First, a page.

Why supply chain management is like a competitive sport
As Rio Paralympics 2016 gets underway, Michael Schwartz explains why supply chain management is more like a competitive sport than was ever thought possible.
What can we learn from the Olympics and Paralympics in Rio? That moving things, whether they are human beings, balls or boats is extremely hard work. That those who succeed at long-distance running are far less likely to succeed at a sprint. That hurdles can be overcome with the right discipline and support. And that different cultures, languages and traditions need not be barriers to international success.
It’s a slightly clunky metaphor, to be sure, but the same lessons can be learned from successful supply chains in today’s commodities business. Highly complex, global and multi-faceted supply chains are often the biggest challenge for commodities business. And just as the number of countries represented on the medals podiums continues to increase, and success becomes more diversified, so the number of countries that have a strong and established place in the commodities trade routes continues to expand.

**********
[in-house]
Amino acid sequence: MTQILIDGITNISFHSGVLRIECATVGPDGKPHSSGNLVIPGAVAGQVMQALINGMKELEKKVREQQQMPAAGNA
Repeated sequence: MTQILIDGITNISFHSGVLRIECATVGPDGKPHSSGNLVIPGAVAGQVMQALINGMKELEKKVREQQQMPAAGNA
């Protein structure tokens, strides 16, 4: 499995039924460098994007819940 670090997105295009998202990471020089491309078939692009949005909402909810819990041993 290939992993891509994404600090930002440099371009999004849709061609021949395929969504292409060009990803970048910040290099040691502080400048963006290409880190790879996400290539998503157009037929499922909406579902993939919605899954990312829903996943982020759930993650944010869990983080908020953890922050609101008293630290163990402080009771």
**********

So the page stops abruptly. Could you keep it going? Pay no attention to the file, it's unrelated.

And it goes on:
The other important point to be learned from Rio is that the right tools make all the difference. The result of years of research into technical fabrics, lightweight materials and aerodynamics, each iteration of the games represents a step forward in the technical support available to top athletes. For many supply chain managers, a similar step-change in tools and technology is now needed in order to compete at the highest level.
Dynamic and diverse
Managing the diversity of today’s commodity supply chains is getting tougher and tougher. Moving just one commodity from one location to another can be an enormous challenge in itself. Moving several raw materials or finished goods in an interconnected and international supply chain is even harder. If it’s not done in the right timeframe then it can lead to costly mistakes.
Nor is there a single, one-size-fits-all approach. The discipline required to move a single dry good from one side of the world to another is very different from that required to move, for example, highly flammable LNG or other more stable liquids. Different rules and regulations apply (and can change at different points of the supply chain). The customers and their demands are different. The windows available for actual delivery can vary enormously.
The reality of today’s supply chains is that there is no single solution for transport, warehousing, or logistics. All of these factors have to be adapted to the specific commodity concerned, the demands of the buyer and the seller, and the locations involved. Any attempt to apply a fixed set of pre-determined processes to every situation will produce a hugely inefficient and, eventually, non-performant supply chain.